It looks like conservative columnist George Will just wasn't content peddling misinformation about global climate change. He's now written on his ostensible subject of expertise, baseball, lauding a book about umpiring. Will claims:
Umpires are islands of exemption from America's obsessive lawyering: As has been said, three strikes and you're out -- the best lawyer can't help you. But because it is the national pastime of a litigious nation, baseball is the only sport in which a nonplayer is allowed onto the field to argue against rulings.
Now, aside from the fact that the first and second sentences seem to cancel each other out, Will falsely suggests that a "nonplayer is allowed onto the field to argue" balls and strikes. In fact, that will get the "nonplayer" an immediate ejection.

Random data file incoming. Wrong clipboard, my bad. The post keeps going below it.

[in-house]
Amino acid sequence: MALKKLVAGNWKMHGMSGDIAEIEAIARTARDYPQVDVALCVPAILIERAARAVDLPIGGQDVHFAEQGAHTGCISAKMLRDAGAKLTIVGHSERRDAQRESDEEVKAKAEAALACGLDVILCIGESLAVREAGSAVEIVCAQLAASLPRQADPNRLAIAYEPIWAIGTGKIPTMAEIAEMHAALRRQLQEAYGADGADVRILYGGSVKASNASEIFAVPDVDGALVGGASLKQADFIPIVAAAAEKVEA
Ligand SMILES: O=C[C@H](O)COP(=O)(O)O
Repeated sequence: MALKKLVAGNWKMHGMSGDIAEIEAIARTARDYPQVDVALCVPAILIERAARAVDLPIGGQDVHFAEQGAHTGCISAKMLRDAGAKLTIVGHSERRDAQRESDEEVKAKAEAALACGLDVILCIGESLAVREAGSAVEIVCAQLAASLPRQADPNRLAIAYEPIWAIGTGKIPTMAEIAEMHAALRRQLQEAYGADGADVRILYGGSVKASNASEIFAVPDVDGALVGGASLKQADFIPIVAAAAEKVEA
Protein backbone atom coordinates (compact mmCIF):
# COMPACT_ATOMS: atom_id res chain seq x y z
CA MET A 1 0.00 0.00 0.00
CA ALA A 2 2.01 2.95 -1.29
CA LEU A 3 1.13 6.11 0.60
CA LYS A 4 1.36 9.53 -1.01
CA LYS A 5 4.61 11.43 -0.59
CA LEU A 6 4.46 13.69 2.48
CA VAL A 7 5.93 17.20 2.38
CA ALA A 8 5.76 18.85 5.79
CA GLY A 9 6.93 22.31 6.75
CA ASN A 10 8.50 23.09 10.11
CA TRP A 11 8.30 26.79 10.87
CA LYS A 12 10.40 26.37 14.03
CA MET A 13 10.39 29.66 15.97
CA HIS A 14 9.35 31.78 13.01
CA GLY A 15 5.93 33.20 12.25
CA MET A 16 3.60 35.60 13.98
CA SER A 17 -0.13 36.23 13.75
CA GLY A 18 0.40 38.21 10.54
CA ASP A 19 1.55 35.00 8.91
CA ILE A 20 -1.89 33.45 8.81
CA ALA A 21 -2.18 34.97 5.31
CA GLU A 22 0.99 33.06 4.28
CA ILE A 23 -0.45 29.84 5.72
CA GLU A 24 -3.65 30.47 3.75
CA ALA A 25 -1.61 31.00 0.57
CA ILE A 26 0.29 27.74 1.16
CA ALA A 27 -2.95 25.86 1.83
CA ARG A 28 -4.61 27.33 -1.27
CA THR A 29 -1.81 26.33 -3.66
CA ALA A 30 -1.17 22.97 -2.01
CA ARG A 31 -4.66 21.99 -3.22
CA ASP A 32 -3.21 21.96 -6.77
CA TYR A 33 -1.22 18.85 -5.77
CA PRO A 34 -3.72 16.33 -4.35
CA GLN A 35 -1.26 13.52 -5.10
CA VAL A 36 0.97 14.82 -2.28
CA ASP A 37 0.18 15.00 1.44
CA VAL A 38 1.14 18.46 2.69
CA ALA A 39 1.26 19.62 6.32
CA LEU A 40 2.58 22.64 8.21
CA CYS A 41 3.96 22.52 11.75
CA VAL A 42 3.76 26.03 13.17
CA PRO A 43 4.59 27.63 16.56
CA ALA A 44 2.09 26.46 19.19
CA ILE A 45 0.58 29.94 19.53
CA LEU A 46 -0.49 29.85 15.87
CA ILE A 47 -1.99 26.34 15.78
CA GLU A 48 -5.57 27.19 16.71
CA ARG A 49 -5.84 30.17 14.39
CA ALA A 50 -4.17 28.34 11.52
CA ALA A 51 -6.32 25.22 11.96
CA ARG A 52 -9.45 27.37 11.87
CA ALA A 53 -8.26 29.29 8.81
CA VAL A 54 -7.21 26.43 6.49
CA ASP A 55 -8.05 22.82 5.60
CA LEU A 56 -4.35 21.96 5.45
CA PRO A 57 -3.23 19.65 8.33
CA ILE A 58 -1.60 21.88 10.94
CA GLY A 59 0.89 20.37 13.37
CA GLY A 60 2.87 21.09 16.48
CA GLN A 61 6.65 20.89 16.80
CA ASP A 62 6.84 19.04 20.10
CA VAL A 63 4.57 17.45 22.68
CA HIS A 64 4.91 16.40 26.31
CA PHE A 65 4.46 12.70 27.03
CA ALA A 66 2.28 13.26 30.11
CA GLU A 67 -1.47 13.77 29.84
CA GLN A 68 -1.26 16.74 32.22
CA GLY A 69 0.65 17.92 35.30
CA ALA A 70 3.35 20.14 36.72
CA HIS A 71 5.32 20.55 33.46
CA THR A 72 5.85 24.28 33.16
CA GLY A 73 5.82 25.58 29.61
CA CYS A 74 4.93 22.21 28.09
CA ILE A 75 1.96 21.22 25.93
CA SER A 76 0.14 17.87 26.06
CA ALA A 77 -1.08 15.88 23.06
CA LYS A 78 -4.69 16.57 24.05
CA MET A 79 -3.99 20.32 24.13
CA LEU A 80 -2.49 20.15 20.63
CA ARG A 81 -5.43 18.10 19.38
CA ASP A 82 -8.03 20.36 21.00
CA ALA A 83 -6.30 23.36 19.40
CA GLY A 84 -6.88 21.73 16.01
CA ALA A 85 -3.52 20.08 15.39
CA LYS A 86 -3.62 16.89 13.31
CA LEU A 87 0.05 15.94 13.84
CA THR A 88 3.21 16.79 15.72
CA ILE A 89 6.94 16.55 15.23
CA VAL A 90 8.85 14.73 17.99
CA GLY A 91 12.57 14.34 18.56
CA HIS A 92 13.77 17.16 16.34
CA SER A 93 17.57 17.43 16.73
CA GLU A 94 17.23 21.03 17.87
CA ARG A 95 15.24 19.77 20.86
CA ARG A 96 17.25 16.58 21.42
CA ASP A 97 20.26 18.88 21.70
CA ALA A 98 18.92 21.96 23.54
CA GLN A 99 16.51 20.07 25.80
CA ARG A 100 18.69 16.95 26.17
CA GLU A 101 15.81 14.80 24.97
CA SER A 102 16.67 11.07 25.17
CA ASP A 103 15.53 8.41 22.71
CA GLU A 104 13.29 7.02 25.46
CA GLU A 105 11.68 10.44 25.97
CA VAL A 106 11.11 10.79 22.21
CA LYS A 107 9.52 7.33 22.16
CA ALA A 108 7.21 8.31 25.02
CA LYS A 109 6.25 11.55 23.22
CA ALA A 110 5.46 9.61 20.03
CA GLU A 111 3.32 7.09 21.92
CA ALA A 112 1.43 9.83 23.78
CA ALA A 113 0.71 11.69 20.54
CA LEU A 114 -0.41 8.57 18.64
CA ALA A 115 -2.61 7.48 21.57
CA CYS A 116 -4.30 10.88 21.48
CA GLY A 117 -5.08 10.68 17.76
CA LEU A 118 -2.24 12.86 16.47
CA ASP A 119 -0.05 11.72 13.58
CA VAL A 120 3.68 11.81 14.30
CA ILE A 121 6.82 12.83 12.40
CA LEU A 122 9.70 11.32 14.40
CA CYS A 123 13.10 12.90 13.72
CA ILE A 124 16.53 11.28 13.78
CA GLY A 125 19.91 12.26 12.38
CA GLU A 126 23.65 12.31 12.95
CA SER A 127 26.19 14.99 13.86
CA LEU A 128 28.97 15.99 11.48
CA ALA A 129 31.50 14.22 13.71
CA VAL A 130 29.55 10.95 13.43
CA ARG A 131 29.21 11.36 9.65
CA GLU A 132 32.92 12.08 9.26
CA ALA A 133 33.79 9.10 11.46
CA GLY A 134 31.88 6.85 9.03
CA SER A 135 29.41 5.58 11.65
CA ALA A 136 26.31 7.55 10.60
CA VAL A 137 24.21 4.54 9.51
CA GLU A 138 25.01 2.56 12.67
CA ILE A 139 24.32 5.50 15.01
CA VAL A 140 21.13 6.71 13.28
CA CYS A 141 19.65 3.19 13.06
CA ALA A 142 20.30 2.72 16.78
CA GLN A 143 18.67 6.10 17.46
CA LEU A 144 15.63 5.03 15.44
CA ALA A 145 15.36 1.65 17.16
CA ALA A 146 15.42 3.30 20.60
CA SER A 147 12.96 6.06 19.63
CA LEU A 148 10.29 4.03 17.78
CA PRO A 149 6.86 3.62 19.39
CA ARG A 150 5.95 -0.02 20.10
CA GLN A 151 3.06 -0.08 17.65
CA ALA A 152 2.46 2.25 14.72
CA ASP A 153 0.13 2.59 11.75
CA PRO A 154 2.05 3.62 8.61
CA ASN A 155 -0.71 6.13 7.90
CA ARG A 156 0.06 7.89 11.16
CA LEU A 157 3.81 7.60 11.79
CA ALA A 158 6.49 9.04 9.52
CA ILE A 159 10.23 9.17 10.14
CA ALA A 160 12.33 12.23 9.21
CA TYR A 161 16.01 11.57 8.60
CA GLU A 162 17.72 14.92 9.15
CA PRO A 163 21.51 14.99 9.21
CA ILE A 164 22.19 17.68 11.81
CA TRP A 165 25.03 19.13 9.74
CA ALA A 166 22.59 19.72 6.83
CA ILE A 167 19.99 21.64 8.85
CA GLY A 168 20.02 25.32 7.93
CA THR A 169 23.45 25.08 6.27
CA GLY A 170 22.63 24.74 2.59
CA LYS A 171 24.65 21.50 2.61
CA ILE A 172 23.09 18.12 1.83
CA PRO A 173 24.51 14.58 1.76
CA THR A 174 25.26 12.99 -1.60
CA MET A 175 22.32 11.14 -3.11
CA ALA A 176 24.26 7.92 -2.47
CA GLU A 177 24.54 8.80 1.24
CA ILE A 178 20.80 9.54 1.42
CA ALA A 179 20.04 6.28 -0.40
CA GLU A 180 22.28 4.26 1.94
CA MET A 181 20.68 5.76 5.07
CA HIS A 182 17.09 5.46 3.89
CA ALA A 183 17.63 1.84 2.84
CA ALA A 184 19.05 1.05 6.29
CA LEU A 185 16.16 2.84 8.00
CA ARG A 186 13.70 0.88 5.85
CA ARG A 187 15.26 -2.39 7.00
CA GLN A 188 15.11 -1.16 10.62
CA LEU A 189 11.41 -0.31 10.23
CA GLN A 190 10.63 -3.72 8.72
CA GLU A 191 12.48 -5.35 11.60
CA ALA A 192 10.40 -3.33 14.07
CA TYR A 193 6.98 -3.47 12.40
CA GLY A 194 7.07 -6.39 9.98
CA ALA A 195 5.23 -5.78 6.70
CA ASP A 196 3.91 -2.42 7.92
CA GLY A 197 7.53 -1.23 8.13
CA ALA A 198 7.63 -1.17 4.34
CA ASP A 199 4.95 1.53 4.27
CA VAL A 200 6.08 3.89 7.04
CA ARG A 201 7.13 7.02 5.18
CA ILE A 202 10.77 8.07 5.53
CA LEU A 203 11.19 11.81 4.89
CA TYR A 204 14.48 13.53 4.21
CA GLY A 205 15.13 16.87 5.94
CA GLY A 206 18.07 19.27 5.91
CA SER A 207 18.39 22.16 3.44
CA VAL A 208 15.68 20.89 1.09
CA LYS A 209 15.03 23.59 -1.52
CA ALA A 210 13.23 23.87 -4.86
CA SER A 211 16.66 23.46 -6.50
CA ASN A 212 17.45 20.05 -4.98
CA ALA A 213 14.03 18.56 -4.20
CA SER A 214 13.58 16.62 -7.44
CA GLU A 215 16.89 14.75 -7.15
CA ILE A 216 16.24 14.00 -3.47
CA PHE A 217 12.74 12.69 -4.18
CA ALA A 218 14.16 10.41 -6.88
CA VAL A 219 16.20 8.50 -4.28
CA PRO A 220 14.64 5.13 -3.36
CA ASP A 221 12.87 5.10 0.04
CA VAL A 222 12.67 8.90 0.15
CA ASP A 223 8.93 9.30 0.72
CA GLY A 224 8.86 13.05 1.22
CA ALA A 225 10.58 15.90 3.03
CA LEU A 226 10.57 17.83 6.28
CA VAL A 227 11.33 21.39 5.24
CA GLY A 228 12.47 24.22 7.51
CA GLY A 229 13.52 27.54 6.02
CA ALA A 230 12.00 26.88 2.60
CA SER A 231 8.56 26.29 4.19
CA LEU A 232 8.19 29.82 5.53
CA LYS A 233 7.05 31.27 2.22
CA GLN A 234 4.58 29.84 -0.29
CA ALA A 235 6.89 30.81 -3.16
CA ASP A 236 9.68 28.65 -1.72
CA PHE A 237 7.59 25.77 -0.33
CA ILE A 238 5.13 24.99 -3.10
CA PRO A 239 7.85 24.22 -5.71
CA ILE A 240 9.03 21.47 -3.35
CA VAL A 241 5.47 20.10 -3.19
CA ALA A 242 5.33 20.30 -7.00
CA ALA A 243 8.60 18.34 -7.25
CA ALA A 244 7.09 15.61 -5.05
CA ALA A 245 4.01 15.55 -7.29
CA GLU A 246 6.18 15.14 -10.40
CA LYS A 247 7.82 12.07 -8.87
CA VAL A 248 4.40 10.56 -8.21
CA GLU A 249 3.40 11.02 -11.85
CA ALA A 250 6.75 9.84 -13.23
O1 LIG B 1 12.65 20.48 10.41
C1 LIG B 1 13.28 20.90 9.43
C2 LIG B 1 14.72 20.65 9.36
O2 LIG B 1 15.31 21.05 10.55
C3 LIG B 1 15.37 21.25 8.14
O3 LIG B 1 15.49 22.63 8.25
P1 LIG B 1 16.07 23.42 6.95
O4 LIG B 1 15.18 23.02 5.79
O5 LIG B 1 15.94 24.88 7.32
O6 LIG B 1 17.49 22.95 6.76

Also, "the best lawyer" can always help you, contrary to Will's suggestion. You can appeal any ruling by an umpire through two stages even when the motion to reconsider provided by arguing with the umpire who originally made the call is foreclosed because you can't argue balls and strikes: the appeal to the entire umpiring crew, and the appeal to the commissioner's office (formerly the league president's office) through the "playing under protest" system. The rules do say that such a protest has to be based on the violation of rules rather than a judgment decision. But that's a niggling detail that a lawyer like Clarence Darrow could probably get around.
(h/t A.H.S. who understands the rules of baseball far better than I, or Will, for that matter.)